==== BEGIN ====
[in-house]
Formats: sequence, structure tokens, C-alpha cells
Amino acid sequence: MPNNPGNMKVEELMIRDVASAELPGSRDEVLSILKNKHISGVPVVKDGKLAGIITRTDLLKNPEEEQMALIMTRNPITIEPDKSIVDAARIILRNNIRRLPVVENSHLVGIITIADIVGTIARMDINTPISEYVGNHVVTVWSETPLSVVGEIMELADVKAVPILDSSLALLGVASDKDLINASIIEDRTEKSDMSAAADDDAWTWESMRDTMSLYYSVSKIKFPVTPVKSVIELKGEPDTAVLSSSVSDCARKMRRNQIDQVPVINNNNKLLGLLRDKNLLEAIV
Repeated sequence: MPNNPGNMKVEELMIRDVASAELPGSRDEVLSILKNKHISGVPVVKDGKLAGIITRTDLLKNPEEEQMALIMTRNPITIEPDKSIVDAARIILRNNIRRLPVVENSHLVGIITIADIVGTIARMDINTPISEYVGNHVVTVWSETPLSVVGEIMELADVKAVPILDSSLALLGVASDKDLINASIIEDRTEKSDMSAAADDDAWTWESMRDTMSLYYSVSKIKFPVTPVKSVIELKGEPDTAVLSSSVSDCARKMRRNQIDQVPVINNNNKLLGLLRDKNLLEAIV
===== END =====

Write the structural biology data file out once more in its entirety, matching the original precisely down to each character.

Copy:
[in-house]
Formats: sequence, structure tokens, C-alpha cells
Amino acid sequence: MPNNPGNMKVEELMIRDVASAELPGSRDEVLSILKNKHISGVPVVKDGKLAGIITRTDLLKNPEEEQMALIMTRNPITIEPDKSIVDAARIILRNNIRRLPVVENSHLVGIITIADIVGTIARMDINTPISEYVGNHVVTVWSETPLSVVGEIMELADVKAVPILDSSLALLGVASDKDLINASIIEDRTEKSDMSAAADDDAWTWESMRDTMSLYYSVSKIKFPVTPVKSVIELKGEPDTAVLSSSVSDCARKMRRNQIDQVPVINNNNKLLGLLRDKNLLEAIV
Repeated sequence: MPNNPGNMKVEELMIRDVASAELPGSRDEVLSILKNKHISGVPVVKDGKLAGIITRTDLLKNPEEEQMALIMTRNPITIEPDKSIVDAARIILRNNIRRLPVVENSHLVGIITIADIVGTIARMDINTPISEYVGNHVVTVWSETPLSVVGEIMELADVKAVPILDSSLALLGVASDKDLINASIIEDRTEKSDMSAAADDDAWTWESMRDTMSLYYSVSKIKFPVTPVKSVIELKGEPDTAVLSSSVSDCARKMRRNQIDQVPVINNNNKLLGLLRDKNLLEAIV